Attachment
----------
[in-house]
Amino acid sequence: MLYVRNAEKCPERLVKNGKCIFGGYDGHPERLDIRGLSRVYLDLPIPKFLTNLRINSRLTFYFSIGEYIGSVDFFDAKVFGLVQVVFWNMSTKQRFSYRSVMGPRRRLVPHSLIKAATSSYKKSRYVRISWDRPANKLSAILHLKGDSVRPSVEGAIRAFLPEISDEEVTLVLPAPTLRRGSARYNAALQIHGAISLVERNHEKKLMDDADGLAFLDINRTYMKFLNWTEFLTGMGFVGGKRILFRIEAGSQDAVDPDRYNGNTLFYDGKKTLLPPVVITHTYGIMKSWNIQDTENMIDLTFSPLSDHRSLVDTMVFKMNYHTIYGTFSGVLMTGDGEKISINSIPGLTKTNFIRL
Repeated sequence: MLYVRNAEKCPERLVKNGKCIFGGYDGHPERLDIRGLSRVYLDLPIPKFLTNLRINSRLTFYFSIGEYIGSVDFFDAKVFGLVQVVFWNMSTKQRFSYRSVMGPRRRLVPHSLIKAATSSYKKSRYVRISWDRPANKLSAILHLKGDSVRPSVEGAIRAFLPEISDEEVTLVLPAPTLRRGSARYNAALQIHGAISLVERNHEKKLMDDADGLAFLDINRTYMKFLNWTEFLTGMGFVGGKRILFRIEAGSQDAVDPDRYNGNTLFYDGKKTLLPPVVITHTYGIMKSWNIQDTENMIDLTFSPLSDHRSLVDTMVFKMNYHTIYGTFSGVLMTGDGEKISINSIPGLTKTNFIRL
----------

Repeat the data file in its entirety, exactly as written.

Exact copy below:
[in-house]
Amino acid sequence: MLYVRNAEKCPERLVKNGKCIFGGYDGHPERLDIRGLSRVYLDLPIPKFLTNLRINSRLTFYFSIGEYIGSVDFFDAKVFGLVQVVFWNMSTKQRFSYRSVMGPRRRLVPHSLIKAATSSYKKSRYVRISWDRPANKLSAILHLKGDSVRPSVEGAIRAFLPEISDEEVTLVLPAPTLRRGSARYNAALQIHGAISLVERNHEKKLMDDADGLAFLDINRTYMKFLNWTEFLTGMGFVGGKRILFRIEAGSQDAVDPDRYNGNTLFYDGKKTLLPPVVITHTYGIMKSWNIQDTENMIDLTFSPLSDHRSLVDTMVFKMNYHTIYGTFSGVLMTGDGEKISINSIPGLTKTNFIRL
Repeated sequence: MLYVRNAEKCPERLVKNGKCIFGGYDGHPERLDIRGLSRVYLDLPIPKFLTNLRINSRLTFYFSIGEYIGSVDFFDAKVFGLVQVVFWNMSTKQRFSYRSVMGPRRRLVPHSLIKAATSSYKKSRYVRISWDRPANKLSAILHLKGDSVRPSVEGAIRAFLPEISDEEVTLVLPAPTLRRGSARYNAALQIHGAISLVERNHEKKLMDDADGLAFLDINRTYMKFLNWTEFLTGMGFVGGKRILFRIEAGSQDAVDPDRYNGNTLFYDGKKTLLPPVVITHTYGIMKSWNIQDTENMIDLTFSPLSDHRSLVDTMVFKMNYHTIYGTFSGVLMTGDGEKISINSIPGLTKTNFIRL